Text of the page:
Belichick alerted Malcolm Butler, who blew it in practice, on the final, fateful play that crushed the Seahawks’ bid for a second consecutive Super Bowl win.
GLENDALE, AZ. — Many of the players and coaches were showered, dressed and on the buses. Equipment had been loaded. Shirtless and wordless on their stools, Richard Sherman and Earl Thomas still had on game pants and the thousand-mile stares of defeated men. Seconds passed. No words or movements.
Thomas, the most emotionally volatile of the Seahawks, looked so forlorn that Sherman, who was at angle to his friend, searched his face for clues about what to say. The moment was rare, because Sherman offered nothing.
For a team that, save for one, can talk chrome off a trailer hitch, the silence screamed.
The Seahawks, a team that so often finds ways to win close games, including the NFC Championship two weeks ago, found a way to lose one so devastating that it will be recited in a thousand years in Seattle and the nation whenever someone needs a metaphor for sports agony.
“An inch too far,” said Seahawks QB Russell Wilson of his ill-fated pass that was intercepted. A yard too short, when considering RB Marshawn Lynch on the previous play gained four yards on first-and-goal from the five-yard line with 20 seconds left. And one trip too many to the well expecting the same outcome and finding someone smarter in the way.
That would be Patriots coach Bill Belichick, who won the game Tuesday in practice. Yes, we all know that New England’s 28-24 win Sunday at University of Phoenix Stadium will be etched in Super Bowl history as the game that coach Pete Carroll screwed up with a pass-play call that should have been a handoff to Lynch, which sheep herders in Mongolia knew would have been a second consecutive Super Bowl win and ascension to sporting Valhalla.
More on that later. First, Tuesday with Bill at practice.
At least as intense in his opponent studies as Carroll, Belichick had his backups run the play the Seahawks would use in the seminal moment of the season, a bunch right formation in which receivers Jermaine Kearse and the ill-fated Ricardo Lockette would break into different routes designed to rub a defender off Lockette on a slant to free him for an easy touchdown reception.
In the Pats’ practice, scout team QB Jimmy Garoppolo fired a TD pass to wide receiver Josh Boyce, just as the Seahawks would intend. The victim Tuesday was Malcolm Butler, a rookie reserve cornerback from a school called West Alabama.
“Bill told me they were going to run it (in the game),” Butler said. “He got into me real good.”
Belichick knew the play would come. But likely he didn’t anticipate it in a goal-line situation where the defense has some advantage in tight quarters with the game on the line.
But it didn’t matter what Belichick thought then. His earlier chewing out of Butler did the job. Plus, moments earlier, Butler was the defender on Kearse when the Seahawks receiver came down on his back with the ball after it hit off three parts of his body at the 5-yard line.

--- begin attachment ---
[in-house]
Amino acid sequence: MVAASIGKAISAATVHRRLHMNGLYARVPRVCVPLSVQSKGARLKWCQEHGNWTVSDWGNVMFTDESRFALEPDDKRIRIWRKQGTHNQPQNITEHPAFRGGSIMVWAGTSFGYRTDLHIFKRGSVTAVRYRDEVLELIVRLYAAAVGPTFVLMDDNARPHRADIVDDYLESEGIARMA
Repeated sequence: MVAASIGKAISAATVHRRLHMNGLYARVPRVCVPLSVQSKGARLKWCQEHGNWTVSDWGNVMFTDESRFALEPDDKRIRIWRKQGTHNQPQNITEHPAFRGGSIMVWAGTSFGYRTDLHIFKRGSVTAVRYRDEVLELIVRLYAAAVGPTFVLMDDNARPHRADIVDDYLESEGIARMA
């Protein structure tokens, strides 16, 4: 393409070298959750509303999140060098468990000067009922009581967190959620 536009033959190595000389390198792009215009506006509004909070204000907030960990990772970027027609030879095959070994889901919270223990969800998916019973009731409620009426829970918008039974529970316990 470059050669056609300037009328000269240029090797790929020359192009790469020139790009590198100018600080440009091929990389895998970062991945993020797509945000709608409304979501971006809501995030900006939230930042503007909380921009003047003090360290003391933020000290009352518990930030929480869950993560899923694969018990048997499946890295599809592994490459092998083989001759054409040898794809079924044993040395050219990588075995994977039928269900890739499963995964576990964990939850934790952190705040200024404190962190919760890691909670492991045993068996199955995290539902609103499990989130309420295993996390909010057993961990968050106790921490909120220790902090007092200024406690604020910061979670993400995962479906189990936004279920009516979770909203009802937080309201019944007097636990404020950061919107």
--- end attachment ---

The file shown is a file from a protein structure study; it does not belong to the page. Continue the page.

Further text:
“I felt like the game was on me,” Butler said.
So as Lockette moved into place, Butler leaped in front of him to intercept the pass. The Seahawks’ improbable comeback was thwarted by an even more unlikely stop by an even more unlikely defender, to win Super Bowl XLIX.
But no one can say now that the Pats didn’t know it was coming. That was the decisive element in the play call.
As Carroll and offensive coordinator Darrell Bevell explained it, at second-and-goal from the 1-yard line, they wanted to score with little or no time left, a longtime Carroll strategic staple that cuts off the opponent’s longshot chance at a big kickoff return or a Hail Mary.
They knew they had the best back in the game. Lynch had run for 102 yards on 24 carries. And the Pats were in a goal-line defense. But if he scored on the next play, 15 or 16 seconds would be left for Pats QB Tom Brady, the game’s Most Valuable Player. So Bevell called a pass play practiced and used numerous times.
“It would either be a touchdown or an incompletion,” Bevell said, “and we still had two more downs and a timeout.”
But Lockette was the least experienced among the three receivers. Bevell said Lockette “could have done a better job at staying strong through the ball. But the kid from New England made a great play.”
Made easier because he and Belichick knew it was coming.
“I just told (Wilson), ‘Make sure and throw it in there,’” Carroll said. “We’ll run on third and fourth down.”
The strategy had some logic. But any pass play in such close quarters that isn’t a fade route to the edge of the end zone is subject to a higher chance of batting, tipping — or picking.
And a slant to Lockette isn’t a high-percentage move on a fastball from Wilson.
The Seahawks made a game full of bold decisions, including a risky pass to rookie WR Chris Matthews with two seconds left in the first half for an 11-yard touchdown to tie the game at 14.
But in the final moment, audacity did not serve them. They took a chance on a pass play known to Belichick and Butler, ignoring a much more secure option. They paid for it with the game, and an episode that, no matter how hard they rationalize otherwise, will be on the coaches.
As LB Bruce Irvin put it, “I don’t understand how you don’t give it to the best back in the league on not even the 1-yard line.”
Carroll owned it.
“I take full responsibility; it’s my fault,” he said, in the automatic tone of a ship’s captain. That was good that he owned it, but he knows enough sports history to know that the play will permanently scar his otherwise remarkable legacy.
And enhance the legacy of the man across the way, Belichick, who was one play smarter in a splendid clash of titans in the desert.
And please, somebody explain it to Thomas before he spontaneously combusts.